Contact Details | Skip Links | Site Map | Privacy & Cookies

You are here: Home > Internships > Case Studies

New Method for Screening Airline Passengers: Controlled Cognitive Engagement® (CCE®)

Controlled Cognitive Engagement® (CCE®)

The Organisation

Cato Consultants Limited

The Challenge

Investigators in the criminal justice system, government (for example HMRC and the Department for Work and Pensions) and industry (for example in vetting, recruitment and other applications), are often required to assess the veracity of a client's account from an interaction lasting no more than a few minutes.

The Solution

Science and Technology psychologists and Cato Consultants Limited have developed specialist training and licensing worldwide in passenger security screening, for example in the aviation industry, through the patent-pending Controlled Cognitive Engagement® (CCE®) technique.

The method delivers the four Es of a successful screening method:

  • Effective - agents need to be able to stop the right people and stop as few of the wrong people as possible
  • Efficient - agents need to be able to screen people quickly without interfering with or annoying them, causing no additional delaysodiversity and global change
  • Equal - agents need to screen everyone in the same way so that nobody feels they are being discriminated against
  • Enjoyability - a conversation where you talk about yourself to someone who is interested, is a pleasant experience, passengers readily comply and accept it, whereas the current method is much more formal and authoritarian.

Tom Ormerod, Professor of Cognitive Psychology, who has held large research grants from Research Councils UK, Ministry of Defence and the US Department for Homeland Security and is part of Security Lancaster, explains,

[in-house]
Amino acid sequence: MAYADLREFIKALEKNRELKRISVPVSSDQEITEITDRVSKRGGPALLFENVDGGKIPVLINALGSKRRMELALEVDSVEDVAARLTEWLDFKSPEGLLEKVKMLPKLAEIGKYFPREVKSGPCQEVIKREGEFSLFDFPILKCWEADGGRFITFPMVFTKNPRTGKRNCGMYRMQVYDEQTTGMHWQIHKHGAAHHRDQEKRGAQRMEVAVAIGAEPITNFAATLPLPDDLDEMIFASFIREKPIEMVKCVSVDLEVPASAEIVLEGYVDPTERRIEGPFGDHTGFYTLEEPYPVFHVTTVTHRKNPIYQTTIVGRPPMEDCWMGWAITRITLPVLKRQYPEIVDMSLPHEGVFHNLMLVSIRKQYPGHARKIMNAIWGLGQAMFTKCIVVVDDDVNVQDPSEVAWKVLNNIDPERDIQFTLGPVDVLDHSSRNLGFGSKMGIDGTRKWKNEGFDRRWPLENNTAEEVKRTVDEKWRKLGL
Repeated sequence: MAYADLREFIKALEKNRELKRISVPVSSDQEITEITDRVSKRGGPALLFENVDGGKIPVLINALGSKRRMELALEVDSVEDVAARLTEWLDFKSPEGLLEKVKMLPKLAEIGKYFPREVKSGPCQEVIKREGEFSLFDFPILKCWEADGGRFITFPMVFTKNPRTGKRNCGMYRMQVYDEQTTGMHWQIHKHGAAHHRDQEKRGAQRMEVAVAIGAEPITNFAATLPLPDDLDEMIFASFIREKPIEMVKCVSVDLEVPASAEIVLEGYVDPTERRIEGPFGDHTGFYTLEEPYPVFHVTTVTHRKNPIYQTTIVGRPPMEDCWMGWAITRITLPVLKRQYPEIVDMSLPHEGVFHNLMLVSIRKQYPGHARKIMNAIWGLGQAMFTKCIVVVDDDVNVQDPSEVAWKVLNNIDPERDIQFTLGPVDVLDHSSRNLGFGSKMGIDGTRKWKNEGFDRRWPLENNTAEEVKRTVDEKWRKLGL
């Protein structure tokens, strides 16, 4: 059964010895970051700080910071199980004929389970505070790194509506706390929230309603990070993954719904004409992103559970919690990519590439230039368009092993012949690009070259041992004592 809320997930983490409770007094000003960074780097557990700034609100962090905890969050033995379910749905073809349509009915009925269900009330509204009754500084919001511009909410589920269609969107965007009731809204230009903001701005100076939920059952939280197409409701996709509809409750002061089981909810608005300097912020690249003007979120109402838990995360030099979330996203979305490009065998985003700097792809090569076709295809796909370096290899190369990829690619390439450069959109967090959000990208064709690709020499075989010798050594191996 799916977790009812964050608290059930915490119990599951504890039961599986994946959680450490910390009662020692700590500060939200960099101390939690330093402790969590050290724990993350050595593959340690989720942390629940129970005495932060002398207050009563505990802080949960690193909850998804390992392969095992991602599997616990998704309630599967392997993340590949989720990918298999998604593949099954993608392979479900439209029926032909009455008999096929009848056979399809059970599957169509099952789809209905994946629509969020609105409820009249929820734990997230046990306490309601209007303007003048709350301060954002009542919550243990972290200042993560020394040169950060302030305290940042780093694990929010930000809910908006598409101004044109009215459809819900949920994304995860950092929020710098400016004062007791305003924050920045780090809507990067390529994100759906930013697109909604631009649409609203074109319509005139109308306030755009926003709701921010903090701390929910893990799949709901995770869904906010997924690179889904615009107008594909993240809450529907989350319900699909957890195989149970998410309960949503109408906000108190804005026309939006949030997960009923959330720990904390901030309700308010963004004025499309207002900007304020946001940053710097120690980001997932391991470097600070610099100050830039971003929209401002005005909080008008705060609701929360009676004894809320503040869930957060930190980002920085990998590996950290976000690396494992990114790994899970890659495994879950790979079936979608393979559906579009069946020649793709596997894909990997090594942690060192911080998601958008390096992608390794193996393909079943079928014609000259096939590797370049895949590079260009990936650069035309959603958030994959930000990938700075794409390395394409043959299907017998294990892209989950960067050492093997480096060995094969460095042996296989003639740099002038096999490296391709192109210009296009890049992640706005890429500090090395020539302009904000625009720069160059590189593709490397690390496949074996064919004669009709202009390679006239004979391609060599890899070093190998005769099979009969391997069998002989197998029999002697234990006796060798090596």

"We have been evaluating current methods for screening passengers at airports.

"We've also been trying to develop a new method that switches away from a formal authoritarian approach where you're looking for suspicious signs in peoples' behaviour, towards a seemingly more informal but actually carefully controlled method, where the screener is trying to detect whether the person they are talking to may be being deceptive.

"We've developed a three stage method, CCE®, to train screening agents in airports.

"Agents engage passengers in conversation, and try to make sense of what the passenger is saying to them, whilst trying to detect within that conversation whether there are inconsistencies in the account, and whether the passenger is able to supply knowledge the screener expects them to have, given the account they've just gained."


CCE® is a technique currently in use by major airlines and security screeners at three international airports and by a global insurance fraud investigator business, where it is estimated to save £48m per year.

CCE® is considered as a 'best practice' by both UK and US government agencies, has been trademarked in the US and Australia, and a patent application has been submitted in the US.